The SPP fiasco: What should Nepal do now?

As we celebrate the 75th anniversary of Nepal-US diplomatic relations, we should not allow wrong information about cooperation projects such as SPP to damage our relations.

Pratik Dotel

  • Read Time 4 min.

The Nepali government decided to stay away from the State Partnership Program (SPP) in light of the most recent developments. However, official letters announcing SPP withdrawal from the Nepali government side have not yet been sent to the US yet. The diplomatic weaknesses of Nepal in dealing with foreign nations, particularly in “bypassing” the Foreign Ministry and conducting foreign affairs on a personal basis, were highlighted during a week-long political drama of ‘war of words’ between leftist and rightist political groups in Nepal. Additionally, it demonstrated the weakness of Nepali political leaders and their practice of burying the problems.

The official letter that the Nepal Army (NA) wrote to the US Embassy in Kathmandu in 2015 mentioning Nepal’s desire to join SPP was leaked online. Earlier to that NA had insisted that no deal with SPP had been made, but when this document was leaked, NA acknowledged that  request letters had been sent to the US Embassy.

Foreign Ministry had been bypassed in both letters.

Every letter written by the Army is always private and sensitive, and leaking such letters exposes a lack of sensitivity for national security. As a result, it has diminished the Nepali government’s negotiating position with other nations. Our future agreements with foreign governments could be impacted by this.

Military confidentiality is maintained in any country in the world. In Nepal, this has not been taken seriously. For instance, in the Rafael fighter jet corruption in India, the Supreme Court was asked to weigh in on the matter. Because it involved a matter of national security, the Indian government sent the relevant quotation in a sealed envelope, and the Supreme Court, considering it to be in the country’s best interest, decided not to make it public and issued a ruling in accordance with that decision. This demonstrates how sensitive military correspondence is for any country.

Initially, SPP was a military development partnership agreement that was forged following the devastating earthquakes of 2015 between NA and the US National Guard with the aim of enhancing NA’s capacity for disaster response. After the 2015 earthquakes, the government and security forces of Nepal believed that its infrastructure for rescue was lacking and asked for assistance from the international community. In their reaction, the US government suggested working with the NA to provide humanitarian aid under a program called the State Partnership Program (SPP). SPP is a program for exchange between the US National Guard and a foreign partner nation.

It is a joint security cooperation program run by the Office of the National Guard of the US Department of Defense that links the National Guard of the country with the armed forces of a partner country in an effort to forge lasting and mutually beneficial relationships with the US allies around the world. The foreign nations must formally write to the SPP in order to participate in the program.

Nepal made formal requests to that effect in 2015 and 2017 and was officially approved in 2019. Unfortunately, as 2019 approached, SPP came to be linked with the Indo-Pacific Strategy (IPS). Despite this, according to a US Department of Defense document from 2019, Nepal is a participant in the SPP program and has acquired two Sky Trucks through it (as confirmed by the Chief of Army Staff (COAS) at a parliamentary committee on foreign affairs).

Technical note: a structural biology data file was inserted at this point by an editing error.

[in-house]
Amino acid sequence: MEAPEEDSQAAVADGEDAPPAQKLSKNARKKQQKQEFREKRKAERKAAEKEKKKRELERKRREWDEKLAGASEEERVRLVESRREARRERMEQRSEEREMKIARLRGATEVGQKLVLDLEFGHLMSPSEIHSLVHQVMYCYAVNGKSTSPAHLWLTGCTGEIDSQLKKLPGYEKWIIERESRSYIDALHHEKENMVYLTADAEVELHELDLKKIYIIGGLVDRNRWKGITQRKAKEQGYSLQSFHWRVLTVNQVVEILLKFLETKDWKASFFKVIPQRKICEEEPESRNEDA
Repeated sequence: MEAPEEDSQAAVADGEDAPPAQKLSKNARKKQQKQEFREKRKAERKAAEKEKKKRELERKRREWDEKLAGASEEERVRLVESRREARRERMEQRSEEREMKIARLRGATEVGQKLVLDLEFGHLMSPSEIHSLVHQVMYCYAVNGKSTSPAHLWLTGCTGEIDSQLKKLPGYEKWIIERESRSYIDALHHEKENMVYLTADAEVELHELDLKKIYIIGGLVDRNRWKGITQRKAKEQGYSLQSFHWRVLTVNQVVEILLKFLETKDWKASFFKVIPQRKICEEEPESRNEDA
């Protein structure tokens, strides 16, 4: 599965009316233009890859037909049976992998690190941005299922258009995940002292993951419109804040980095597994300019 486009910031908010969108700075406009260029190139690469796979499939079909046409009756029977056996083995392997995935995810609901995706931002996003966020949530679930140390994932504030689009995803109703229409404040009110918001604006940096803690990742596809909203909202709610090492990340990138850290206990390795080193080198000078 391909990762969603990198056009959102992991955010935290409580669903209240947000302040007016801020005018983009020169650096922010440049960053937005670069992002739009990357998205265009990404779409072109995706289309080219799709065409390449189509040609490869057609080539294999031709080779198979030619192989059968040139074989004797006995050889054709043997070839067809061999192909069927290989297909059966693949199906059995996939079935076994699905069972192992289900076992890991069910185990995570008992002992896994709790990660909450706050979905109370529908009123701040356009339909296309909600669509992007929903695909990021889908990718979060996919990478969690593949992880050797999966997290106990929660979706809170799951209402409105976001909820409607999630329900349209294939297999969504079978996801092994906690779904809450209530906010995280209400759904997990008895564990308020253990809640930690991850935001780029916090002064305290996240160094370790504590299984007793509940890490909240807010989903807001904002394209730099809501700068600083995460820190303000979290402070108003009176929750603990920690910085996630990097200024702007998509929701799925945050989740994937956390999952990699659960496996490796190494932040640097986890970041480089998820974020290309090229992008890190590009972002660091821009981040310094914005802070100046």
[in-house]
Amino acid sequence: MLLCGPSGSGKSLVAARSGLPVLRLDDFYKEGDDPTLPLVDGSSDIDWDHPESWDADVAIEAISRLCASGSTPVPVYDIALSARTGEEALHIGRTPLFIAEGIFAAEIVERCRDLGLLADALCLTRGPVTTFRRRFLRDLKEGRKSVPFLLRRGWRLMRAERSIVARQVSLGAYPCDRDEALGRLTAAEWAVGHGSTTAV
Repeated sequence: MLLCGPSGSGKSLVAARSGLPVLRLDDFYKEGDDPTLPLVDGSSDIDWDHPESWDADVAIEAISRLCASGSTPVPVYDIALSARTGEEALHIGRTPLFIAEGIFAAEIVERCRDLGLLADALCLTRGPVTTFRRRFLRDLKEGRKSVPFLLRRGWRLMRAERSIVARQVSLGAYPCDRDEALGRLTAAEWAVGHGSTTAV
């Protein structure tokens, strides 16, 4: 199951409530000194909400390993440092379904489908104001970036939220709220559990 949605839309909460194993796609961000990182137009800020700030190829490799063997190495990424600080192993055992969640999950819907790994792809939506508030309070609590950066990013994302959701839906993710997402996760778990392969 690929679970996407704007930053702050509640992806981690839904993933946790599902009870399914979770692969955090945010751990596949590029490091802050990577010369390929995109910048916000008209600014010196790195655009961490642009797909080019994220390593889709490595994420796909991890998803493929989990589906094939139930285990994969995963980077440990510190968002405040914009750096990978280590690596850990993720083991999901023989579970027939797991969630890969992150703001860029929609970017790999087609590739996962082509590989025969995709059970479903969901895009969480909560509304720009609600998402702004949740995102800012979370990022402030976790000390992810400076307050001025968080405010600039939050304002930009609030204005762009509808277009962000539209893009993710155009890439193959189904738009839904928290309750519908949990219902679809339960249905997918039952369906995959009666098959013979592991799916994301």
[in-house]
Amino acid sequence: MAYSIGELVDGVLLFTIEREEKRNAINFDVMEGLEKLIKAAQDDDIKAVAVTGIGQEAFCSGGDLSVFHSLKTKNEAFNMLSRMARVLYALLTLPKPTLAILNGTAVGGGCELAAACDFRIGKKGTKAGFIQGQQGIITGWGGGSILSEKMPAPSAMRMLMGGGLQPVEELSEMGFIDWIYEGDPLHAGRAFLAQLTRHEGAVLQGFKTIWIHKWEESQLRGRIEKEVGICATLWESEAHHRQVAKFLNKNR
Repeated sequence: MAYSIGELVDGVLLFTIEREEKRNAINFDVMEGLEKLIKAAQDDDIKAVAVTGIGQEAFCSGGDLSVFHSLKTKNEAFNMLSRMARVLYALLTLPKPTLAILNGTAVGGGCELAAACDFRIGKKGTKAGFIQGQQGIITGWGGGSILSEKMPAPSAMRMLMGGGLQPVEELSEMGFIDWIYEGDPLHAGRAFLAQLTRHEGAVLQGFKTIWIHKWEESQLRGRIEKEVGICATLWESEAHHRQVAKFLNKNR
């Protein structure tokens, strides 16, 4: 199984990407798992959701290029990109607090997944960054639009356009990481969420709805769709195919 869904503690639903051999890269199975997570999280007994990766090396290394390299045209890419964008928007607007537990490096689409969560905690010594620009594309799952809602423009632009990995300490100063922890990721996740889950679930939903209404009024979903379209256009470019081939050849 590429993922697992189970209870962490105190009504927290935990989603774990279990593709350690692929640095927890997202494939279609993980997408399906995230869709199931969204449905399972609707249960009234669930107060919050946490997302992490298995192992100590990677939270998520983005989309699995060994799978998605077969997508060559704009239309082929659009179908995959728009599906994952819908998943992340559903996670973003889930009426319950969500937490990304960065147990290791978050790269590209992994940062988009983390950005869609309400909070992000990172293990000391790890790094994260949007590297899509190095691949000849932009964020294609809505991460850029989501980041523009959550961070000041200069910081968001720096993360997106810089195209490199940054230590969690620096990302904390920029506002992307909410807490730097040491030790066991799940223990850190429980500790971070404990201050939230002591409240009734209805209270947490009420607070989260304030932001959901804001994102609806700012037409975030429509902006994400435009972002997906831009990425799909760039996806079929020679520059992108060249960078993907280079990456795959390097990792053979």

We must realize that our collaboration with SPP was conducted on the humanitarian ground rather than political. Nepal holds military drills with the US, China, and India. That does not mean we have entered a military alliance with them.

The SPP under its 3D model—development, defense, and diplomacy—has been providing aid to developing nations in recent years. The 3Ds provide logistics, military hardware, political-military partnerships, and development (which promotes health, education, and local infrastructure development) and diplomacy (series of conferences, and negotiations). Among these, Nepal receives aid for development, which has been essential to the general growth of our nation over the past 50 years. Therefore, establishing a “red line” for accepting aid and protecting our national interests is a concern for recipient nations rather than donor ones.

What should be done?

As we commemorate the 75th anniversary of diplomatic ties with the US, we should be mindful that we do not allow the wrong information about cooperation projects such as Millennium Challenge Corporations (MCC) and the SPP to damage our relations. The US has done a lot for Nepal—support in poverty alleviation, women empowerment, health, education so on. It lobbied for Nepal’s UN membership as well. We should not forget this history.

We must realize that our collaboration with SPP was sought on the humanitarian ground rather than political. Nepal holds military drills with the US, China, and India. That does not mean we have entered a military alliance with them.

The international political landscape is evolving quickly, and by maintaining either an absolute neutral or de-neutral stance, we are unable to defend our interests on a global scale.  Nepal should not fall for misinformation while conducting relations with countries like India, China, and the US. Maintaining balanced relations with these three countries is our priority and it should remain so.

Pratik Dotel is associated with Rastriya Adhyan Kendra, a consultancy firm based in Kathmandu.